Markets and payments are increasingly proposed as a means to promote efficient provision of ecosystem services.  While market-based approaches can help ameliorate market failures associated with many types of ecosystem services, the design and application of these approaches is not trivial. The challenge for economists is to provide practical guidance regarding how and when ecosystem service markets and payments can be used to address market failures and enhance social welfare.  Papers in this AAEA/ENV Track Session address the development, potential and performance of markets and payments for ecosystem services, discussing such issues as market design and incentives, adverse selection, testing in experimental markets, and valuation to inform market development.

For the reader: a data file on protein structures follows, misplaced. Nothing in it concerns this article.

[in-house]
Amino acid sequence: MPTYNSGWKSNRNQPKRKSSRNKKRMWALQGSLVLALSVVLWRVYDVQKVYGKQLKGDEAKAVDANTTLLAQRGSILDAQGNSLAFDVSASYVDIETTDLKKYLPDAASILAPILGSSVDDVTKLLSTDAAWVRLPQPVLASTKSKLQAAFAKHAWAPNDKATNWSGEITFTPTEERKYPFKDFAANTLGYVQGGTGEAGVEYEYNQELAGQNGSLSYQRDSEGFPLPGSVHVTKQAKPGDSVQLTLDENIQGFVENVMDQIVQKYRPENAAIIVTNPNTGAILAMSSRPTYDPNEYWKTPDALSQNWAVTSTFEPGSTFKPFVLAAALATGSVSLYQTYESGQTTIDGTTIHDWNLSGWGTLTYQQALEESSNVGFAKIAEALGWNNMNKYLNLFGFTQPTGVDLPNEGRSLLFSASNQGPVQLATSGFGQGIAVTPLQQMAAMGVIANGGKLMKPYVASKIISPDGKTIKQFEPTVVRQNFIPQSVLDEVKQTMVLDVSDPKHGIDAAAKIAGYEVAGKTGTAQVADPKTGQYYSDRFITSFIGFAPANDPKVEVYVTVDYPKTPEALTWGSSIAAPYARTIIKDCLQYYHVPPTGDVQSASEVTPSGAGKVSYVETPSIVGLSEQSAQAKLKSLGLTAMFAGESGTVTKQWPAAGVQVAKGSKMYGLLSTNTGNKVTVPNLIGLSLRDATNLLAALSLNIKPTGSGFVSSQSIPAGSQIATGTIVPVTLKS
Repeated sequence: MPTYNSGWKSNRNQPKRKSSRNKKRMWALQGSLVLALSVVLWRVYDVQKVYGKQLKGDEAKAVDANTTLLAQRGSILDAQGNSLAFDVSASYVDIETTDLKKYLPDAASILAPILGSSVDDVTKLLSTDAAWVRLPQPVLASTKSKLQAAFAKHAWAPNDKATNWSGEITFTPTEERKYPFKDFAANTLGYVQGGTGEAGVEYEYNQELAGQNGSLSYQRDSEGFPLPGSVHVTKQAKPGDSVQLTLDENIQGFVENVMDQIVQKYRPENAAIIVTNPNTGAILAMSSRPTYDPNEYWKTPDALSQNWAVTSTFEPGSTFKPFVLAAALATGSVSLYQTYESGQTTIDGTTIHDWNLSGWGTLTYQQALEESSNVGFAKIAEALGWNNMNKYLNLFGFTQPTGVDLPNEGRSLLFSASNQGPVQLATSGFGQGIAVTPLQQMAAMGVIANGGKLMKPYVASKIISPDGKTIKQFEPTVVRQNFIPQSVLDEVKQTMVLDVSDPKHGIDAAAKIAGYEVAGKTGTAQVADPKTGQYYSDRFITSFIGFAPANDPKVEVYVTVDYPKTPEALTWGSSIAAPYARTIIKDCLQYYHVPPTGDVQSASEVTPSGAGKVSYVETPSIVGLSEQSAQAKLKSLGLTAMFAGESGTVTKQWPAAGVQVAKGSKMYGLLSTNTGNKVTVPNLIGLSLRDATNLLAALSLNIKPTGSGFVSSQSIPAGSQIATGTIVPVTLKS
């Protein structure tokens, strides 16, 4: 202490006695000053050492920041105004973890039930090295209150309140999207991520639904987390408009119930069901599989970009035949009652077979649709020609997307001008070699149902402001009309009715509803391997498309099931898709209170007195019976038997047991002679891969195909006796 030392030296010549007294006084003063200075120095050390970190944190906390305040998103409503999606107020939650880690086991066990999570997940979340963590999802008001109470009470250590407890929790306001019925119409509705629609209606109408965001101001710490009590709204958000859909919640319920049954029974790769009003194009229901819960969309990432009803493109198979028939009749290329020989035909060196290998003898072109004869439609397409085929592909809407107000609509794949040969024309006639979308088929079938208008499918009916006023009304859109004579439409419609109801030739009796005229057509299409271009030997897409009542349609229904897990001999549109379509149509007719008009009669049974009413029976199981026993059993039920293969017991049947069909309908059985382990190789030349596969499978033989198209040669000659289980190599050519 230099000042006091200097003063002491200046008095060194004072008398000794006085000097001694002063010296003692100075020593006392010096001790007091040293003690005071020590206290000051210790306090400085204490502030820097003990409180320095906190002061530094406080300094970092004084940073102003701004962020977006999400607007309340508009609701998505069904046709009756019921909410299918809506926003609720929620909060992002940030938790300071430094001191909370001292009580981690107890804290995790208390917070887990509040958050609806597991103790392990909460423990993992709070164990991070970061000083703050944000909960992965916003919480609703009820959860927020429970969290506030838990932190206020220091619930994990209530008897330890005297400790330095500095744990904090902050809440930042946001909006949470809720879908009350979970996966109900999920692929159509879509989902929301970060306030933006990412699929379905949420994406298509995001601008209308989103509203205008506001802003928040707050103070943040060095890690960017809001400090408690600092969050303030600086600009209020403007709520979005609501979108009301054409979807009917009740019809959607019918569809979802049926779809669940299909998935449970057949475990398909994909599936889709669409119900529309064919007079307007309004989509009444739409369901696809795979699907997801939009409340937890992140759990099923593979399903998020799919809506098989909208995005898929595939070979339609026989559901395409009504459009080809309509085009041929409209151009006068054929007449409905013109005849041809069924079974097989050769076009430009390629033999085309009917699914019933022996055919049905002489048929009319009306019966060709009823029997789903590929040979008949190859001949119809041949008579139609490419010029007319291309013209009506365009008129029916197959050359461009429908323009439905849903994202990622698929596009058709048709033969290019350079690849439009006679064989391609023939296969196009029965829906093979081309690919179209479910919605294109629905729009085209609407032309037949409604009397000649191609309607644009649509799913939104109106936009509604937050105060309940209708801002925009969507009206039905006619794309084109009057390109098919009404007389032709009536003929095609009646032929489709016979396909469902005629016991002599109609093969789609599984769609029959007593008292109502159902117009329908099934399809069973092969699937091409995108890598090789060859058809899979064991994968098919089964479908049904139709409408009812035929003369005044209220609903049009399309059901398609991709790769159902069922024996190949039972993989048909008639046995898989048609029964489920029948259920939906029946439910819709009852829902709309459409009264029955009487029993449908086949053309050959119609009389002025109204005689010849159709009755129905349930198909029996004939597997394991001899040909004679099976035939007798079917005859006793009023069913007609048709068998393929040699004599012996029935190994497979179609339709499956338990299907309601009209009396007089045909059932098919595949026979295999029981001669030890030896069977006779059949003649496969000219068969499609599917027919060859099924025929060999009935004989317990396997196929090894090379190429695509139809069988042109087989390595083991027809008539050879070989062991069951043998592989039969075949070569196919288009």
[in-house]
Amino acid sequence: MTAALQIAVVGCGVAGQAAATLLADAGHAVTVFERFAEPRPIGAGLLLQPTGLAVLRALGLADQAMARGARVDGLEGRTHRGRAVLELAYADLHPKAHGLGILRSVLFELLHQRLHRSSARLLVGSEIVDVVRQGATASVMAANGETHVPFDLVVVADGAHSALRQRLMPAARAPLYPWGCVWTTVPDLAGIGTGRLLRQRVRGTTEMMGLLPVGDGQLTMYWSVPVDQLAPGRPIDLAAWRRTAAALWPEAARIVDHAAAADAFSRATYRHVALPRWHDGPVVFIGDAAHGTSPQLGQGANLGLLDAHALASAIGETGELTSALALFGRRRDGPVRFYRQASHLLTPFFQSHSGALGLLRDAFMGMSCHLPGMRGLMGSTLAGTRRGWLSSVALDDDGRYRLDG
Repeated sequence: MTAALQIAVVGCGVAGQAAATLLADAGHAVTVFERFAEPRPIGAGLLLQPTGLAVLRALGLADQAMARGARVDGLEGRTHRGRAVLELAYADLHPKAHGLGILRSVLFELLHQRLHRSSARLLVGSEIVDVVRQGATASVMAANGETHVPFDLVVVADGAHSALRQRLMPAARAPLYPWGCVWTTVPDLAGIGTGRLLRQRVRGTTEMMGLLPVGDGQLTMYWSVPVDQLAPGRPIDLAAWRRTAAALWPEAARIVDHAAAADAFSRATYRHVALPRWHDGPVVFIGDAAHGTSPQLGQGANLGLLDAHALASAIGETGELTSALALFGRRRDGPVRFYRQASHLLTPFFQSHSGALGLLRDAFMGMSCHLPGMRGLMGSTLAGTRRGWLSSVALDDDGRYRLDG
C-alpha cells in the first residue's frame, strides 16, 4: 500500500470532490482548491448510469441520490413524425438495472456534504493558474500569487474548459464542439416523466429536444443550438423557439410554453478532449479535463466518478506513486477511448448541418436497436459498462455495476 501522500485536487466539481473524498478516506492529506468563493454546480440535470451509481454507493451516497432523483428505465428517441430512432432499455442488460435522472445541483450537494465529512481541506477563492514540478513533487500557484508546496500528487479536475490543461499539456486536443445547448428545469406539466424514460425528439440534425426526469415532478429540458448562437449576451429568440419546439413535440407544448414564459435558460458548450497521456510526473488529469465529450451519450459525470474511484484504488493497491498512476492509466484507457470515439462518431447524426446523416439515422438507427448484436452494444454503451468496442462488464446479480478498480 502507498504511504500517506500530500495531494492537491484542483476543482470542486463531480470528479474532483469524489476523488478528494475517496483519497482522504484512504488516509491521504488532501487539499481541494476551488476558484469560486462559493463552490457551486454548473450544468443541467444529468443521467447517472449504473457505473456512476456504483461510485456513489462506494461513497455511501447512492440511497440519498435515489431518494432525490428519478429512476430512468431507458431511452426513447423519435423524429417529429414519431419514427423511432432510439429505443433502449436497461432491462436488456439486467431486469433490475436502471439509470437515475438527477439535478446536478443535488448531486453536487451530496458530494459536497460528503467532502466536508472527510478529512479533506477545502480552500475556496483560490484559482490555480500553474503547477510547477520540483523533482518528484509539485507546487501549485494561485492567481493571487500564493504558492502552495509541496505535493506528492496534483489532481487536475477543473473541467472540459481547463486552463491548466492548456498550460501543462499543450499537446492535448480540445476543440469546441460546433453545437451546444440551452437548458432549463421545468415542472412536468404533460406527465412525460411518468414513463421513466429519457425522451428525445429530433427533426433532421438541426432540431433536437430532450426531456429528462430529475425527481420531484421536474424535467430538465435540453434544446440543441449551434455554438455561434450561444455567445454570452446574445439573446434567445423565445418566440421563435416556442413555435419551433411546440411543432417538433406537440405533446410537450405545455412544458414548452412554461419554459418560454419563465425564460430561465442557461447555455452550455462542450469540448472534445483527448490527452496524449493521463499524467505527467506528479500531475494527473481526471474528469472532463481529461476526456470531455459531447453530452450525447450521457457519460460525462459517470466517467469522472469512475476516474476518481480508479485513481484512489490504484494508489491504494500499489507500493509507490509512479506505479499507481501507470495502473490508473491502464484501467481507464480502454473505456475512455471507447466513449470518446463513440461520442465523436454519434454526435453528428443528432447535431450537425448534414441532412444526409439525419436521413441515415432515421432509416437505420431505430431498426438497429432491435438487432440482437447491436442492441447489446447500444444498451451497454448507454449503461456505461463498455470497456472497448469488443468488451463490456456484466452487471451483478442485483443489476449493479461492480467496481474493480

Organizer and Moderator: Robert J. Johnston; Clark University

  • Consumer preferences for ornamental plants grown with water conservation practices
    Kevin J. Boyle; Virginia Tech, David L. Hartter; EarthShift, James W. Pease; Virginia Tech, Darrell J. Bosch; Virginia Tech, and Weibin Xu; Virginia Tech
  • Lab and field experiments to develop consumer payments for ecosystem services
    Stephen K. Swallow; University of Connecticut, Pengfei Liu; University of Connecticut, and Achyut Kafle; University of Rhode Island
  • New or renew? Attracting enrollees versus enticing renewals with payments for filter strips
    Frank Lupi; Michigan State University; Michael D. Kaplowitz; Michigan State University, and Felix Yeboah; Michigan State University
  • Simple or Complex? Ecosystem Market Design with Lagged Ecosystem Responses